Lately, I must be on a quest for culture of all varieties—so long as it pertains to dating and romance.
There was my viewing of the Bravo reality show centered on men and online dating, the spoken word event in which Washingtonians told their love stories. Then, this past week I went on a date to D.C. theater company Arena Stage, with one of the play previews honing in on modern-day relationships. Like I said, culture of all varieties.
The guy who took me to Arena, I’m not quite sure about yet. He’s unquestionably and undeniably nice, considerate and intellectual. He even gave me a small present, something that has not happened in years and never after just one date. Is he a partner in romance, though? That remains to be seen. When it comes to selecting and arranging creative dates, though, this guy absolutely succeeds.
The particular show was part of The Kogod Cradle Series. What that means is that, rather than a full-length production, we witnessed ADD theater. Over the course of two hours the audience saw 20 minutes of three plays-in-progress and then heard from the playwright for each about what they hoped to do with the characters and last-minute adjustments to what we viewed. As one of the managers explained it, “You show your work as you’re trying to figure out what it even is.” It was amazing behind-the-scenes access of a product far from done.
Maybe that rawness is what appealed to me.
One work that night, called “Nexus,” by writer Danielle Mohlman particularly held my attention. It was a love story in the vein of a “500 Days of Summer,” which is to say it elicited laughter, pity and sadness wrapped up in one package.
The rapid-fire scenes gave a glimpse into the dynamic between M, the man, and W, the women (you can probably make out the logic of the character name) M and W are, we learn quickly, in an intimate situation. They hang out, have sex and banter.
Yet W constantly reminds M—and the audience—that “this is not a relationship.” She says it often and with emphasis, almost forcing herself to believe this.
But this isn’t some case of unrequited romance. The scenes are fascinating because of the constant power shifts that are reminiscent (sorry, W) of how relationships really work. In one instant, W is showing up, literally and figuratively, for M at a bar when he’s in need. In another she’s pulling away while he wants them to get closer. Push. Pull. Joy. Testiness. Emotions run rampant.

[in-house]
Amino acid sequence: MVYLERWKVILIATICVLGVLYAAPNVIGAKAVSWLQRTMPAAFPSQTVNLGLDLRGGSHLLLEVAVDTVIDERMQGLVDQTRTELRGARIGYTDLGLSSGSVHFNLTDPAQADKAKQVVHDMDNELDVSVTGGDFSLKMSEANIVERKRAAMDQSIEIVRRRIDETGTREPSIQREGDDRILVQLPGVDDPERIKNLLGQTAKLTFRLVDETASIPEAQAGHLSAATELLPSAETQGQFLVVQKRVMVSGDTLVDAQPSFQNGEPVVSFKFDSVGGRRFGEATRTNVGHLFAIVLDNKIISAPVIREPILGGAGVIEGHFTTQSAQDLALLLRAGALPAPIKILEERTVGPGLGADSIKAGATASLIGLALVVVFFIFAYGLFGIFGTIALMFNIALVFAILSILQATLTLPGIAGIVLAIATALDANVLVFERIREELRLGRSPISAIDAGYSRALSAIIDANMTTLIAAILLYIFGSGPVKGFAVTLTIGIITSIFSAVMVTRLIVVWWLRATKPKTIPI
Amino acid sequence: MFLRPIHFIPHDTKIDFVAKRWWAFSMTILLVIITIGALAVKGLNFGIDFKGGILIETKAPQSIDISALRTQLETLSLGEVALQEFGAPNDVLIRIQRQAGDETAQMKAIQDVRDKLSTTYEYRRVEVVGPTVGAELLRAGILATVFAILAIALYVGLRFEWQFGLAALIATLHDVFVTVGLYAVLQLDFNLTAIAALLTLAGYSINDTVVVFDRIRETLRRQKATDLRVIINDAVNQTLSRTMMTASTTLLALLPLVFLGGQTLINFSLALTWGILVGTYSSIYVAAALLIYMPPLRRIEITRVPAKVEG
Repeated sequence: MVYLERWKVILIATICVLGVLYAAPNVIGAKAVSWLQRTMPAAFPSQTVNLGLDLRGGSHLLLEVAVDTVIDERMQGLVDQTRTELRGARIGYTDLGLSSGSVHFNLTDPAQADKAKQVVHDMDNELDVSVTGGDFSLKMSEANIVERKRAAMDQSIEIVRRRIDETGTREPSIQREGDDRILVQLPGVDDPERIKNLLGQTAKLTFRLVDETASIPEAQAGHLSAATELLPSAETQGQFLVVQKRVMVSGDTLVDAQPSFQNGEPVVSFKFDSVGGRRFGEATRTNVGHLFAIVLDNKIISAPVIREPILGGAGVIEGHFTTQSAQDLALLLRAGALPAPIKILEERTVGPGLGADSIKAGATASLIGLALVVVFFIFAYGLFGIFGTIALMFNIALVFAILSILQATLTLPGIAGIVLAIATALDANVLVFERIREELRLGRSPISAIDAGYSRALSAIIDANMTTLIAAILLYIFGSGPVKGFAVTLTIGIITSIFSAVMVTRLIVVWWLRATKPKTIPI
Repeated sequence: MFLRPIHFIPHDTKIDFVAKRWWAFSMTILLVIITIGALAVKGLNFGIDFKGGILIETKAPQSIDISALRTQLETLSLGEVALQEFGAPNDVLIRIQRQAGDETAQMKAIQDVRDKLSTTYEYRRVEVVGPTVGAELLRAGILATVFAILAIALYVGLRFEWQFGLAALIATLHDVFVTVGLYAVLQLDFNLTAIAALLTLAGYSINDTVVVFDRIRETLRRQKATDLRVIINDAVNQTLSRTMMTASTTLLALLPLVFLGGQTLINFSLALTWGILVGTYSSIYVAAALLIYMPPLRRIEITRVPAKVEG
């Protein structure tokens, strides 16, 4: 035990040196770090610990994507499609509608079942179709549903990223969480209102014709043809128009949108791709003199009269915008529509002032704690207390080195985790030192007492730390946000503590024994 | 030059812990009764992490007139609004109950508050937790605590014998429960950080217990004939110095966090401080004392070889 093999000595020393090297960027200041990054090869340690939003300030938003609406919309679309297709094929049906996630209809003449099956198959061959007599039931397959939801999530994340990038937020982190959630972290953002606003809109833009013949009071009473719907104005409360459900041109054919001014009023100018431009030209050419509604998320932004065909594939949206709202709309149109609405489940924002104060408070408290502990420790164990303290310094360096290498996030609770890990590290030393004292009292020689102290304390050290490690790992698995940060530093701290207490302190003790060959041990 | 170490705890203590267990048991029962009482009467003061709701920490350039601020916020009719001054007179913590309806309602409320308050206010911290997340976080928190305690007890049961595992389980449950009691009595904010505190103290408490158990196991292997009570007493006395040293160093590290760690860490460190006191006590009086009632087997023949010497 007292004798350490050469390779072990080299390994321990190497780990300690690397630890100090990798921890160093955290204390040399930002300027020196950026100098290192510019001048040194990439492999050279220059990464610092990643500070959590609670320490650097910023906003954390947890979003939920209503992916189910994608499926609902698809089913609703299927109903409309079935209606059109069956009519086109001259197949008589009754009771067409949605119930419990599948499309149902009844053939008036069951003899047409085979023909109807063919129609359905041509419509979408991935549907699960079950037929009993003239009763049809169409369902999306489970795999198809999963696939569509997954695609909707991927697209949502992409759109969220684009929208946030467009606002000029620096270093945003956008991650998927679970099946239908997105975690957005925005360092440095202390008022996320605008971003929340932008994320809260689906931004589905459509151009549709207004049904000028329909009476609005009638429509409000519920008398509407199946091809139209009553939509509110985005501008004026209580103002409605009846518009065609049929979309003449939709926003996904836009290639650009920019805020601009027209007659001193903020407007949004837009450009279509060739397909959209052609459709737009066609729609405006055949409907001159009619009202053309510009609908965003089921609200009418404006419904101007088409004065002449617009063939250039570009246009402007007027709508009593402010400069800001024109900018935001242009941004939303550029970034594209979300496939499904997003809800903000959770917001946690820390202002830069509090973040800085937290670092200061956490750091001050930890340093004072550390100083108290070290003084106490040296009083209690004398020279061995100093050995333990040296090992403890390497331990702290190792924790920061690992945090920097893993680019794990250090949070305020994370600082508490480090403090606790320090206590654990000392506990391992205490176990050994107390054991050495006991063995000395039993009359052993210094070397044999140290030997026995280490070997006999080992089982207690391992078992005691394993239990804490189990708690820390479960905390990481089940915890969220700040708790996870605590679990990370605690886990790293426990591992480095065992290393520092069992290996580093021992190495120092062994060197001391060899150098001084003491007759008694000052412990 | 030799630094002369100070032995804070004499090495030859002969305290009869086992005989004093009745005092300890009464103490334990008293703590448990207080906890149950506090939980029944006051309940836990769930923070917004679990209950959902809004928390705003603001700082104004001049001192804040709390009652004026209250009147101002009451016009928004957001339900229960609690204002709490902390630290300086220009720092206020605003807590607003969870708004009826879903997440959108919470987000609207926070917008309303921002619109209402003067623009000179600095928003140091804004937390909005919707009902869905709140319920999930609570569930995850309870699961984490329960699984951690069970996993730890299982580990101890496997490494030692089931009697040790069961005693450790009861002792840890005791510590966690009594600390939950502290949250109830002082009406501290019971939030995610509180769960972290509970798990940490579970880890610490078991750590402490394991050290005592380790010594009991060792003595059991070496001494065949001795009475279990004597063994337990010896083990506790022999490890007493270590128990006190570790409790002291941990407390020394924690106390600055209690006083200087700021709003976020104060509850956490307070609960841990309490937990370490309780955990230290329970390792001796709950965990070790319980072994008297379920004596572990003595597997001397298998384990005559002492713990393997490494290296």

Tender moments happen when M and W go on what I can only refer to as dates. The very first time they’re together on stage the pseudo-couple is sitting at the back of the Lincoln Memorial watching the planes descend upon Reagan National Airport and playing a game where the two try to predict which airline the planes belong to.
Sadness and heartbreak are certainly players, too. During a disagreement M is ready to let things slide. Meanwhile, W wants to fight. “I just want to yell about this a while,” His calm demeanor angers her more. They can’t agree about even when they should agree and when not to.
I say all of this not to give away a play (which, in reality, I couldn’t do if I tried, since this one is still in flux and could be rewritten entirely) but to relay the way in which the scenes demonstrate how complex dating has become. This, the playwright captures, in my mind.
More often than not, hybrid relationships are the ones in existence. They could start as attractions, physical manifestations. Maybe feelings become involved. Technology is thrown in. One person’s more invested than the other. Then it all switches. Pairings ebb and flow, go from friendships to meetings of lovers and then back in waves.
It’s a lot to keep track of and navigate.
For all of this confusion, the female character in “Nexus” expresses the way that I feel to a tee—when she admits to resembling a child more so than an adult. “What is an adult supposed to be anyway?”